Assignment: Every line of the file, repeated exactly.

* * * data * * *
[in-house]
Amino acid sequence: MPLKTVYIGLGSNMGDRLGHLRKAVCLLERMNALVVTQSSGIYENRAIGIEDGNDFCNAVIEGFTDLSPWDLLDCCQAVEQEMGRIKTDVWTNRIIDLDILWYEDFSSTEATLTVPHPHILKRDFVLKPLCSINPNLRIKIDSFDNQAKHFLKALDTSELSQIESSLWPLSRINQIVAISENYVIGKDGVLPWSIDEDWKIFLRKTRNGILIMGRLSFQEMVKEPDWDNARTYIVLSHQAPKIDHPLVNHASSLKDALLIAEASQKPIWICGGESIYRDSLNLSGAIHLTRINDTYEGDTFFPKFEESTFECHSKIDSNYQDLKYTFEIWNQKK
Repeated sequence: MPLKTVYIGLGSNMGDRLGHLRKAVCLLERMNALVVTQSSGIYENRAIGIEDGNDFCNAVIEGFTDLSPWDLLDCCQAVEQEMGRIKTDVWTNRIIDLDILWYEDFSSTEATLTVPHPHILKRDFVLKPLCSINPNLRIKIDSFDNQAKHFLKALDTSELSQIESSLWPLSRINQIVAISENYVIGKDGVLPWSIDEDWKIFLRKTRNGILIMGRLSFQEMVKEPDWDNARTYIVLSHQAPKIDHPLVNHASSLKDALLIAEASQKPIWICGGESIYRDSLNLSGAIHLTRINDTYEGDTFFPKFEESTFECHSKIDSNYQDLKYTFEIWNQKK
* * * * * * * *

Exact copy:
[in-house]
Amino acid sequence: MPLKTVYIGLGSNMGDRLGHLRKAVCLLERMNALVVTQSSGIYENRAIGIEDGNDFCNAVIEGFTDLSPWDLLDCCQAVEQEMGRIKTDVWTNRIIDLDILWYEDFSSTEATLTVPHPHILKRDFVLKPLCSINPNLRIKIDSFDNQAKHFLKALDTSELSQIESSLWPLSRINQIVAISENYVIGKDGVLPWSIDEDWKIFLRKTRNGILIMGRLSFQEMVKEPDWDNARTYIVLSHQAPKIDHPLVNHASSLKDALLIAEASQKPIWICGGESIYRDSLNLSGAIHLTRINDTYEGDTFFPKFEESTFECHSKIDSNYQDLKYTFEIWNQKK
Repeated sequence: MPLKTVYIGLGSNMGDRLGHLRKAVCLLERMNALVVTQSSGIYENRAIGIEDGNDFCNAVIEGFTDLSPWDLLDCCQAVEQEMGRIKTDVWTNRIIDLDILWYEDFSSTEATLTVPHPHILKRDFVLKPLCSINPNLRIKIDSFDNQAKHFLKALDTSELSQIESSLWPLSRINQIVAISENYVIGKDGVLPWSIDEDWKIFLRKTRNGILIMGRLSFQEMVKEPDWDNARTYIVLSHQAPKIDHPLVNHASSLKDALLIAEASQKPIWICGGESIYRDSLNLSGAIHLTRINDTYEGDTFFPKFEESTFECHSKIDSNYQDLKYTFEIWNQKK